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January 31, 2010 at 1:11 PMComments: 0 Faves: 0

Tick Infestations in Dogs: How to Remove Ticks Safely from Your Dog

By Smarty More Blogs by This Author

There are many tips out there to sort through for the removal of ticks from your dog. An attached tick can easily transmit diseases from one animal to another. The biggest concern is Lyme disease, so when removing ticks you need to be careful how you go about it.

What Not to Do

Using petroleum jelly, fingernail polish remover, rubbing alcohol, peroxide, or other such substances to smother the tick will not reduce the chances of infection or disease. A tick that is coated or smothered still has enough oxygen to live long enough to continue what he is designed to do, feed. It is during this feeding that the transmission of diseases and possible infections can occur. More drastic measures like burning the tick or killing it in some way can actually increase the chances of more fluids being released into the host of the tick parasite.

What You Should Do

The proper way to remove a tick is fairly simple but will require some patience. You will need some rubbing alcohol, gloves, and tweezers for the process. Wear gloves to protect your hands from coming in contact with any fluids that may cause disease. With the tweezers you will want to grab the tick by the head or mouth right near the entrance point of the skin. You may have to spread the dog's fur or hair to get a better visual. Without jerking the tick, pull firmly outward and be sure not to twist while pulling outward. You want to pull out as straight as possible. You may find it easier to remove the tick from the side rather than straight from the top. If the tick doesn't seem to budge try a gentle side-to-side motion. This is where the need for patience comes in. Be gentle but also be as firm as possible. After removing the tick place it in a jar of alcohol to kill it and prevent it from jumping up to bite again. Ticks are not killed by flushing and you do not want to squash them for this can cause you to come in contact with possible diseases. Once an embedded tick is removed, it is not uncommon for the area it was attached to become irritated or red. There may even be a welt that might take two weeks to completely heal. Clean the bite wound with a disinfectant and check the dog for other infestations around the head, neck, and ears. If there are a number of ticks you may want to use a flea and tick shampoo. An all natural non-toxic pet shampoo called Defendex is a good choice to wash away fleas and ticks, while keeping your pet safe from harmful side effects. Be sure to wash hands thoroughly after handling ticks.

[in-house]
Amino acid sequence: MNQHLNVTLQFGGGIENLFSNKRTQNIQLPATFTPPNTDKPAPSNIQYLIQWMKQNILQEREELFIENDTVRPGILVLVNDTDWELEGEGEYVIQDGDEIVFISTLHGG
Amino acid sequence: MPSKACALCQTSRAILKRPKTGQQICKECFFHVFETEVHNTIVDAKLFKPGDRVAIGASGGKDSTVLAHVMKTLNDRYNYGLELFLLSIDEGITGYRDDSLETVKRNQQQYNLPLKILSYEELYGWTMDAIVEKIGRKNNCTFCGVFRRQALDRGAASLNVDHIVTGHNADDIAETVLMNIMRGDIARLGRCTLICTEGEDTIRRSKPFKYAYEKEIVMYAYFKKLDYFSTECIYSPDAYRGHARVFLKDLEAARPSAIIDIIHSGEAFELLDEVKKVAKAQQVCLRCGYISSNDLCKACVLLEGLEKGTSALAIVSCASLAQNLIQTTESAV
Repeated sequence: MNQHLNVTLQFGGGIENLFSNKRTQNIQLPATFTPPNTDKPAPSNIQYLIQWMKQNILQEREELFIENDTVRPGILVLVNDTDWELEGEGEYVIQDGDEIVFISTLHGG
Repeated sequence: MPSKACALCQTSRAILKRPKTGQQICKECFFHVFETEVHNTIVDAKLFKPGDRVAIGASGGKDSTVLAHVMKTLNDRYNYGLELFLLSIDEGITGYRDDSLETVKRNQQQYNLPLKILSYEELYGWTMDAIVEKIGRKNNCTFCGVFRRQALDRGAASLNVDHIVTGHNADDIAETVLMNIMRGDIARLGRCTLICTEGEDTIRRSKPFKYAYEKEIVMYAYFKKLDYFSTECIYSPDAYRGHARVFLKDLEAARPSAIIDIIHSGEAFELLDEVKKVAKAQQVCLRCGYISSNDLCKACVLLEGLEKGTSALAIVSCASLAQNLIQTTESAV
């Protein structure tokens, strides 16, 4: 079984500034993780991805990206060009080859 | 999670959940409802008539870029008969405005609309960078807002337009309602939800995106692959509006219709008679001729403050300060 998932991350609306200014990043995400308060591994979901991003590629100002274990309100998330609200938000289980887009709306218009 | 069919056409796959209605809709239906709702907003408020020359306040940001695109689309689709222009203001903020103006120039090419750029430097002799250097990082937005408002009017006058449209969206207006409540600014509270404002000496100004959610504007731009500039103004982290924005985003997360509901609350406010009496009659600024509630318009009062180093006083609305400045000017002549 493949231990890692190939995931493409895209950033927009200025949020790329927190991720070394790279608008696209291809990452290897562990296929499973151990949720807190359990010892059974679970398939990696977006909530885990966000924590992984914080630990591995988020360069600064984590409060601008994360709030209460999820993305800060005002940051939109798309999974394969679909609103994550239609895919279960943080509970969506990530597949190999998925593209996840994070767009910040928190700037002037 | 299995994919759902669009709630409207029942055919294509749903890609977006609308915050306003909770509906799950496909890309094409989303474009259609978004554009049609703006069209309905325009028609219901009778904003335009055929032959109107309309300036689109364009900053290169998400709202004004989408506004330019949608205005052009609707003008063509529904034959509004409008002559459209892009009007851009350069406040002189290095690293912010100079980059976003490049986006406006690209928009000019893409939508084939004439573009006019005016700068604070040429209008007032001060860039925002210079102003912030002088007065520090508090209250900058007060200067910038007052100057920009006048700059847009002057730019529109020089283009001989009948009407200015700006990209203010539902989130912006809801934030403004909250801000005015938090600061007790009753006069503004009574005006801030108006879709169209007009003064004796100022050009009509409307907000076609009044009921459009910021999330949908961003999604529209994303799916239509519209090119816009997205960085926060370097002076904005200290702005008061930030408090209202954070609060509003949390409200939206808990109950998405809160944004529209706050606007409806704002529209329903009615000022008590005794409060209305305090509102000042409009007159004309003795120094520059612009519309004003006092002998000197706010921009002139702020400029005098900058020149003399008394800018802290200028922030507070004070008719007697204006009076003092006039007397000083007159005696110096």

Lyme Disease

Lyme disease, as mentioned previously, is probably the biggest concern when it comes to ticks. It is a bacterial infection that is carried by a few different types of ticks and is more concentrated in certain parts of the country. New York, Massachusetts, Pennsylvania, New Jersey, Connecticut, Rhode Island, Wisconsin, Minnesota and California are states that are endemic for Lyme disease. If you do have to face a tick infestation problem, don't be scared. Take action, follow these instructions with care, and you should have you and your pet infestation free in no time.

Photo Credit: mplonsky

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